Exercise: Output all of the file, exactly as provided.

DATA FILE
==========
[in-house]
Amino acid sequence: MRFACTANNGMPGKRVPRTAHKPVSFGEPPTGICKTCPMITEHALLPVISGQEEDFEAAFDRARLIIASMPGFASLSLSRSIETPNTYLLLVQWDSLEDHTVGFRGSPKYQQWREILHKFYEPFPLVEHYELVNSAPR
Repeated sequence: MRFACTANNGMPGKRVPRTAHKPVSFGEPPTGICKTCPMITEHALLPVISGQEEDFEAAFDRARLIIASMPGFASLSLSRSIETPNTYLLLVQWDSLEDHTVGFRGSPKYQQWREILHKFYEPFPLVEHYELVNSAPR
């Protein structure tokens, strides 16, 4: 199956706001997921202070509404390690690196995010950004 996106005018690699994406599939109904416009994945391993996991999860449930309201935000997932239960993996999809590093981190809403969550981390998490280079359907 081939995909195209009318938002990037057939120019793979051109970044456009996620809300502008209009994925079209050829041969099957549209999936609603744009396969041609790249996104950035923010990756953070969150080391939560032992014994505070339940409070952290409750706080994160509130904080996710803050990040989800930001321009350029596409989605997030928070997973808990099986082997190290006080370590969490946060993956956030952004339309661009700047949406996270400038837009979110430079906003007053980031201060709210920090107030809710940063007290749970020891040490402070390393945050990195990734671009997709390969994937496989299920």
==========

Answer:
[in-house]
Amino acid sequence: MRFACTANNGMPGKRVPRTAHKPVSFGEPPTGICKTCPMITEHALLPVISGQEEDFEAAFDRARLIIASMPGFASLSLSRSIETPNTYLLLVQWDSLEDHTVGFRGSPKYQQWREILHKFYEPFPLVEHYELVNSAPR
Repeated sequence: MRFACTANNGMPGKRVPRTAHKPVSFGEPPTGICKTCPMITEHALLPVISGQEEDFEAAFDRARLIIASMPGFASLSLSRSIETPNTYLLLVQWDSLEDHTVGFRGSPKYQQWREILHKFYEPFPLVEHYELVNSAPR
């Protein structure tokens, strides 16, 4: 199956706001997921202070509404390690690196995010950004 996106005018690699994406599939109904416009994945391993996991999860449930309201935000997932239960993996999809590093981190809403969550981390998490280079359907 081939995909195209009318938002990037057939120019793979051109970044456009996620809300502008209009994925079209050829041969099957549209999936609603744009396969041609790249996104950035923010990756953070969150080391939560032992014994505070339940409070952290409750706080994160509130904080996710803050990040989800930001321009350029596409989605997030928070997973808990099986082997190290006080370590969490946060993956956030952004339309661009700047949406996270400038837009979110430079906003007053980031201060709210920090107030809710940063007290749970020891040490402070390393945050990195990734671009997709390969994937496989299920």